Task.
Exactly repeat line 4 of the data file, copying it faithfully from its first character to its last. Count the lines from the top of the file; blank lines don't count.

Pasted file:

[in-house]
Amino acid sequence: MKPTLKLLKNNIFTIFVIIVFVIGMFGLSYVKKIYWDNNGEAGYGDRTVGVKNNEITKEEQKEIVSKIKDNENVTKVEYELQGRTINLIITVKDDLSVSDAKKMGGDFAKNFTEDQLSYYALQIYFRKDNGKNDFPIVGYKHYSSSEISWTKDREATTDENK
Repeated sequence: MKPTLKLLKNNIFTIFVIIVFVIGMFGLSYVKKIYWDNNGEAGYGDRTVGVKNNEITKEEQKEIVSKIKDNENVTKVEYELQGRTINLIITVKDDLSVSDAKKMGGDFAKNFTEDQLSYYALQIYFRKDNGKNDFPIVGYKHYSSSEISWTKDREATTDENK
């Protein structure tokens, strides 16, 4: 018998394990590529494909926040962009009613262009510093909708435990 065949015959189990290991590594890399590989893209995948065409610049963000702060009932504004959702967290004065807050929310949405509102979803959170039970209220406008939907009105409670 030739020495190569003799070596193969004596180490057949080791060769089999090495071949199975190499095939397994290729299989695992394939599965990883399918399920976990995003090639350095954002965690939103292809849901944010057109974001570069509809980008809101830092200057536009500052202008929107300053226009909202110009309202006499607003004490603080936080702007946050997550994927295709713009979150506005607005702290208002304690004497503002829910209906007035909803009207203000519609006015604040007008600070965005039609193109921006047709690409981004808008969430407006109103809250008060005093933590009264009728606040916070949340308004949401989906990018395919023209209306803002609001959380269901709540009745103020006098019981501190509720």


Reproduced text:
């Protein structure tokens, strides 16, 4: 018998394990590529494909926040962009009613262009510093909708435990 065949015959189990290991590594890399590989893209995948065409610049963000702060009932504004959702967290004065807050929310949405509102979803959170039970209220406008939907009105409670 030739020495190569003799070596193969004596180490057949080791060769089999090495071949199975190499095939397994290729299989695992394939599965990883399918399920976990995003090639350095954002965690939103292809849901944010057109974001570069509809980008809101830092200057536009500052202008929107300053226009909202110009309202006499607003004490603080936080702007946050997550994927295709713009979150506005607005702290208002304690004497503002829910209906007035909803009207203000519609006015604040007008600070965005039609193109921006047709690409981004808008969430407006109103809250008060005093933590009264009728606040916070949340308004949401989906990018395919023209209306803002609001959380269901709540009745103020006098019981501190509720």